JNP Podcasts
Whole brain mapping of somatosensory responses in awake marmosets investigated with ultra-high field fMRI

Whole brain mapping of somatosensory responses in awake marmosets investigated with ultra-high field fMRI

January 26, 2021

In this podcast Editor in Chief Nino Ramirez interviews first author Justine Clery and senior author Stefan Everling about an insightful new Research Article by Clery et al.  Learn more about the advantages of the marmosets as a primate model system for studying primate neuroscience. The authors talk about using somatosensory stimulation combined with functional MRI in awake marmosets to reveal the topographic body representation in areas S1, S2, thalamus and putamen. They showed the existence of a body representation organization within the thalamus and the cingulate cortex by computing functional connectivity maps from seeds defined in S1/S2 using resting-state fMRI data. This non-invasive approach will be essential for chronic studies by guiding invasive recording and manipulation techniques.

https://doi.org/10.1152/jn.00480.2020 

@JustineClery @Yuki26147815 @andpru #neuroscience 

Online control of reach accuracy in mice

Online control of reach accuracy in mice

December 10, 2020

Have you ever wondered how the brain controls reaching movements, whether mice can perfect a reaching movement and cease making errors, which would resemble a “hot-hand” a phenomenon that has been proposed and discussed in Basketball. What about perfecting reaching movements in the violin? In this podcast Editor-in-Chief Nino Ramirez talks with Dr. Abby Person (University of Colorado), senior author of the study entitled “online control of reach accuracy in mice”. This study uses statistical machine learning and kinematic characterization to identify the canonical features of reaching movements that are conserved in mice and primates. Read the article here: https://doi.org/10.1152/jn.00324.2020 @personal_neuro 

Estimation of self-sustained activity produced by persistent inward currents using firing rate profiles of multiple motor units in humans

Estimation of self-sustained activity produced by persistent inward currents using firing rate profiles of multiple motor units in humans

October 14, 2020

In this podcast, new Editor-in-Chief Nino Ramirez talks with Dr. Monica Gorassini (University of Alberta) about her recent article which employed a "new method of estimating synaptic drive to multiple, simultaneously recorded motor units" in order to explore the contribution of persistent inward currents to self-sustained firing across motoneuron size. This article was also featured in August's issue of APSselect!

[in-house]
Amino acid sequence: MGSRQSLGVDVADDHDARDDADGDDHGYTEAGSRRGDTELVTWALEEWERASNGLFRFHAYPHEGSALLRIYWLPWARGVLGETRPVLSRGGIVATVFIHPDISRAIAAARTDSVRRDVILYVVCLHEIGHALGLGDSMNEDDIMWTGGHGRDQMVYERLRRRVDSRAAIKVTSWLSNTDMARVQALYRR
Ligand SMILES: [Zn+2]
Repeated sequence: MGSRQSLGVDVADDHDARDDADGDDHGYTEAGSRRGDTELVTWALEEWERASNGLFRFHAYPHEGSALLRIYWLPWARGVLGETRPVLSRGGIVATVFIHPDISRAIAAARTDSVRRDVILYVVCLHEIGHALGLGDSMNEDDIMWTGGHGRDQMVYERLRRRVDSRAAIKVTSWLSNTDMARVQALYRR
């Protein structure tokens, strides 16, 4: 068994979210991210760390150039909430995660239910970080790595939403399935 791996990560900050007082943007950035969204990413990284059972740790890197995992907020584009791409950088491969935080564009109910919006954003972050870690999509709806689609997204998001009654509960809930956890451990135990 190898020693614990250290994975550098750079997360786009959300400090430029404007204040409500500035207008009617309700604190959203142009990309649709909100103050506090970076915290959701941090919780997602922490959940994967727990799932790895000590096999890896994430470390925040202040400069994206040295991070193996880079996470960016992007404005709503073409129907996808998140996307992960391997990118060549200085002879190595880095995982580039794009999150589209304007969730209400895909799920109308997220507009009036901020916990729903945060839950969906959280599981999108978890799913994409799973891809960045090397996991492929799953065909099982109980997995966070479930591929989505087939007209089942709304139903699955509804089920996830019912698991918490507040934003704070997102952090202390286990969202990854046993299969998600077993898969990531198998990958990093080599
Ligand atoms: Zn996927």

"Estimation of self-sustained activity produced by persistent inward currents using firing rate profiles of multiple motor units in humans"

Babak Afsharipour, Nagib Manzur, Jennifer Duchcherer, Keith F. Fenrich, Christopher K. Thompson, Francesco Negro, Katharina A. Quinlan, David J. Bennett, and Monica A. Gorassini

Published online June 26, 2020.

DOI: 10.1152/jn.00194.2020.

LRRK2 mutation alters behavioral, synaptic, and nonsynaptic adaptations to acute social stress

LRRK2 mutation alters behavioral, synaptic, and nonsynaptic adaptations to acute social stress

August 12, 2020

How does a common Parkinson's Disease-linked mutation affect stress response? In this podcast, Editor-in-Chief Bill Yates talks with Christopher Guevara, Dr. Bridget Matikainen-Ankney, Dr. Deanna Benson, and Dr. George Huntley (Icahn School of Medicine at Mount Sinai) about their Rapid Report article, which explored this question in a mouse model of the LRRK2-G2019S mutation. Listen to learn about evidence of how "G2019S alters the magnitude and direction of behavioral responses to stress that may reflect unique modifications of adaptive plasticity in cells and circuits implicated in psychopathology in humans."

LRRK2 mutation alters behavioral, synaptic, and nonsynaptic adaptations to acute social stress
Christopher A. Guevara,* Bridget A. Matikainen-Ankney,* Nebojsa Kezunovic, Katherine LeClair, Alexander P. Conway, Caroline Menard, Meghan E. Flanigan, Madeline Pfau, Scott J. Russo, Deanna L. Benson,* and George W. Huntley, Published online June 16, 2020.
DOI: 10.1152/jn.00137.2020.

Comparative gain-of-function effects of the KCNMA1-N999S mutation on human BK channel properties

Comparative gain-of-function effects of the KCNMA1-N999S mutation on human BK channel properties

April 20, 2020

In this podcast, Editor-in-Chief Bill Yates talks with Dr. Andrea Meredith and Dr. Hans Moldenhauer about their article which compares the effects of different mutations (N999S and D434G) which are associated with the recently-identified neurological disorder called KCNMA1-linked channelopathy. This research was also featured in Episode 4 of the Netflix and New York Times documentary series Diagnosis. Listen to learn about BK channels, gain-of-function mutations, and important clinical implications of this research!

Comparative gain-of-function effects of the KCNMA1-N999S mutation on human BK channel properties
Hans J. Moldenhauer, Katia K. Matychak, and Andrea L. Meredith, Published online February 4, 2020.
DOI: 10.1152/jn.00626.2019.

The “embreathment” illusion highlights the role of breathing in corporeal awareness